When I have heard of Uri Shulevitz’s most recent children’s book I was excited at reading this book “How I Learned Geography” is a Caldecott Honor book by Uri Shulevitz that details author Uri Shulevitz’s experiences as a young Polish refugee during World War II and how he lived in Kazakhstan and how a map made him realize the beauty of the world “How I Learned Geography” is a truly brilliant book for children who want to learn about author Uri Shulevitz’s life during World War II and want to look at the beauty of the world through a mapWhen World War II started a young Polish boy had escaped the land with his mother and father and they headed to a country called Kazakhstan where they lived their lives as refugees One day the boy’s father went to the bazaar to buy bread and he ended up buying a map instead This ended up making both the boy and his mother furious at the father for letting them starve that night however the next morning; the boy’s father put the map on the wall of their little room which covered the entire wall When the boy started looking at the map he discovered that the map can open up a world that he has never known existed right before his eyesOh my goodness This book was truly a wonderful experience for me I never would have realized that a map could help a person see the true wonders of the world through their own eyes and help them get through tough times during their lives Uri Shulevitz has done a brilliant job at writing about his childhood during World War II and it was truly written in such a dramatic and heartwarming way that I often find myself sympathizing with the boy in the story many times It was interesting seeing how the family had to run away from their home to find safety from the war and Uri Shulevitz has certainly done a brilliant job at detailing the hardships and pain that he and his family had to go through during the war such as not having enough food to eat I loved how Uri Shulevitz pointed out in the book that he found happiness in the dreary life he was thrown into by witnessing the wonders of a map through his mind Uri Shulevitz’s illustrations are extremely colorful as there are detailed images of the country Kazakhstan with images of small houses that are made of clay straw and camel dung in the background I also enjoyed Uri Shulevitz’s colorful images of the different countries that the boy visits through the map such as running across the beach and jumping about in the dessert sand My favorite image in this book was of the boy flying all around the world and you can see various buildings from Europe to North America standing beneath himOverall “How I Learned Geography” is a truly amazing and imaginative book that detailed the magic of viewing a map in an exciting and inventive way and children might be interested in witnessing the lives of many refugees during World War II in this book I would recommend this book to children ages five and up since some of the countries that the boy mentions might be difficult for smaller children to understand and the themes of war and hunger might upset smaller childrenReview is also on Rabbit Ears Book Blog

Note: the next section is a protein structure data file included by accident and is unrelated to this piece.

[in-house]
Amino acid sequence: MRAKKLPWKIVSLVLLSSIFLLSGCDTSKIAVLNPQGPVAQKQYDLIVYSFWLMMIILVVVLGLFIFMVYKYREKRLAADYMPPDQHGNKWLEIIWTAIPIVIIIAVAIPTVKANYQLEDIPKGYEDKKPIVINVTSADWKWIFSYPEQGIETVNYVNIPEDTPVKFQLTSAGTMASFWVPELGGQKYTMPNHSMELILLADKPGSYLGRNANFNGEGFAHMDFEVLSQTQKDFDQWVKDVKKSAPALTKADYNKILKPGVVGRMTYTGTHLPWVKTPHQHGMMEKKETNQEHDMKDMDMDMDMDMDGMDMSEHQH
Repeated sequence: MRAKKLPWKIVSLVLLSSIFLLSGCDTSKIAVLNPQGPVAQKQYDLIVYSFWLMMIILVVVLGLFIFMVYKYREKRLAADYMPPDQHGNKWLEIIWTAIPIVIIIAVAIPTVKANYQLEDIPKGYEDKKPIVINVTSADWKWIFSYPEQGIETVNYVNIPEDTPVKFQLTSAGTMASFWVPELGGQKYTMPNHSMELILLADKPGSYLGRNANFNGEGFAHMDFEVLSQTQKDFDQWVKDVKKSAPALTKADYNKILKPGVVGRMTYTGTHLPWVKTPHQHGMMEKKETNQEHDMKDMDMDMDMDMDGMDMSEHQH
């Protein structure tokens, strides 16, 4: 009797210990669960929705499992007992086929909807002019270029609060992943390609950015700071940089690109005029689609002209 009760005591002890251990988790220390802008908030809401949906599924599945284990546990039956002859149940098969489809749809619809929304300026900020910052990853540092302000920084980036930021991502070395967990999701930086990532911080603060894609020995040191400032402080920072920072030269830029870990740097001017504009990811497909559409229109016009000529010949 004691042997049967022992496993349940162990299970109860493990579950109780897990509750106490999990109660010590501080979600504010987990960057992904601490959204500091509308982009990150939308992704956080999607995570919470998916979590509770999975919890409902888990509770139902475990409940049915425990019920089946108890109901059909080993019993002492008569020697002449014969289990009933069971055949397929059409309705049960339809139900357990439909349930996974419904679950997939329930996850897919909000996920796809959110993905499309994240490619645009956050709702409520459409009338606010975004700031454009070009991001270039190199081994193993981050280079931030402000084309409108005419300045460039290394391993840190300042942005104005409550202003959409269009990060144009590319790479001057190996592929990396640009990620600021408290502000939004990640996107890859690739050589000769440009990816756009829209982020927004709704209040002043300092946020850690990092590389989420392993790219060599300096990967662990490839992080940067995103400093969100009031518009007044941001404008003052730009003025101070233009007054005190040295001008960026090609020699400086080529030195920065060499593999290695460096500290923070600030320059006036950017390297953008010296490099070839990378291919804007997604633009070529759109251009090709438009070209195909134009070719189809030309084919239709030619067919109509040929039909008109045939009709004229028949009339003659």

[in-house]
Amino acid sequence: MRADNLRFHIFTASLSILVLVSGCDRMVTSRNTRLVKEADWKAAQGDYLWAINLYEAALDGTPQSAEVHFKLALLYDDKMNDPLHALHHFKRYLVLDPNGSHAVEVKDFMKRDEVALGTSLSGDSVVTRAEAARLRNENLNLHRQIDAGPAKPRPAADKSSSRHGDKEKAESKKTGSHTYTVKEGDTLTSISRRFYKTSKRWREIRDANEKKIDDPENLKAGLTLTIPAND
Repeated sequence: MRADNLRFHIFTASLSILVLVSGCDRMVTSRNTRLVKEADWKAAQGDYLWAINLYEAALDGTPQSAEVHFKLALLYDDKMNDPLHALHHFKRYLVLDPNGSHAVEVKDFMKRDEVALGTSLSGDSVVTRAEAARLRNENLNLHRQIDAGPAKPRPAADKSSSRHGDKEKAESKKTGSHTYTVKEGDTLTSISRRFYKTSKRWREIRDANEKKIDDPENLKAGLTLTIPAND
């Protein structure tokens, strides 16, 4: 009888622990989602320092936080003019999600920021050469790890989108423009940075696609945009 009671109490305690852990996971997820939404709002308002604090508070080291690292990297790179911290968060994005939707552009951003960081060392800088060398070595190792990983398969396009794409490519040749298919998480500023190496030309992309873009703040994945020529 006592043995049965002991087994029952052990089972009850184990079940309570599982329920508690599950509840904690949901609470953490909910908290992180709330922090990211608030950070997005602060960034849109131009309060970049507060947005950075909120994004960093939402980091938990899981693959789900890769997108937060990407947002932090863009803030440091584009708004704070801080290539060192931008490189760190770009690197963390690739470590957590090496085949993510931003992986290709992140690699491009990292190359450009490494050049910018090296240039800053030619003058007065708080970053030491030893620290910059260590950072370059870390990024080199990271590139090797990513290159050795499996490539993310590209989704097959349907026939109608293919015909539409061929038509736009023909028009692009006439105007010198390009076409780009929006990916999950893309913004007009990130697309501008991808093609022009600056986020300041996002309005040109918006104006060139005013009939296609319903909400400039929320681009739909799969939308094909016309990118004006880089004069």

4. Betsy Betsy says: